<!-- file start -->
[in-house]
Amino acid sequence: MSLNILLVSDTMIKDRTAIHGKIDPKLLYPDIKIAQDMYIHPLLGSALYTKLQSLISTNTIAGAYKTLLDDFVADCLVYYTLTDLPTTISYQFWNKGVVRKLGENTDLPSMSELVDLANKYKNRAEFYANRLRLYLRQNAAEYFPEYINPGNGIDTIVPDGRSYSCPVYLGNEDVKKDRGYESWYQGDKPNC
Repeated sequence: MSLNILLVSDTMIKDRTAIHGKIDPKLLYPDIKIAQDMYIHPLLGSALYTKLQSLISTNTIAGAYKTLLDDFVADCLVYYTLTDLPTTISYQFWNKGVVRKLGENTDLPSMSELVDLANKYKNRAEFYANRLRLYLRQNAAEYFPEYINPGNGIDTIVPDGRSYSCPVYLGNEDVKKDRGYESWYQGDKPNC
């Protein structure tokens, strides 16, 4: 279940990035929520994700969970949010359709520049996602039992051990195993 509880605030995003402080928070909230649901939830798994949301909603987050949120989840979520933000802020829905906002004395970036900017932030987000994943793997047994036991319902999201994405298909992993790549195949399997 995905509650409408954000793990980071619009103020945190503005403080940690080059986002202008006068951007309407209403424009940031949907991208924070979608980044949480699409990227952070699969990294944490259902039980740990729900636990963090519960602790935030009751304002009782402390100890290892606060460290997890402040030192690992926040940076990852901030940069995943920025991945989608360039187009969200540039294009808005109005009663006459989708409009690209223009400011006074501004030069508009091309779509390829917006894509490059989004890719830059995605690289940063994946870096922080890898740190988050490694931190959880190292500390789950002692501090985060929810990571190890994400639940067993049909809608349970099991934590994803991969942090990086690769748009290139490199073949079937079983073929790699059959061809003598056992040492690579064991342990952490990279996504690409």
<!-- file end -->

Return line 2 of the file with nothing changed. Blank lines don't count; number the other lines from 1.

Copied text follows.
Amino acid sequence: MSLNILLVSDTMIKDRTAIHGKIDPKLLYPDIKIAQDMYIHPLLGSALYTKLQSLISTNTIAGAYKTLLDDFVADCLVYYTLTDLPTTISYQFWNKGVVRKLGENTDLPSMSELVDLANKYKNRAEFYANRLRLYLRQNAAEYFPEYINPGNGIDTIVPDGRSYSCPVYLGNEDVKKDRGYESWYQGDKPNC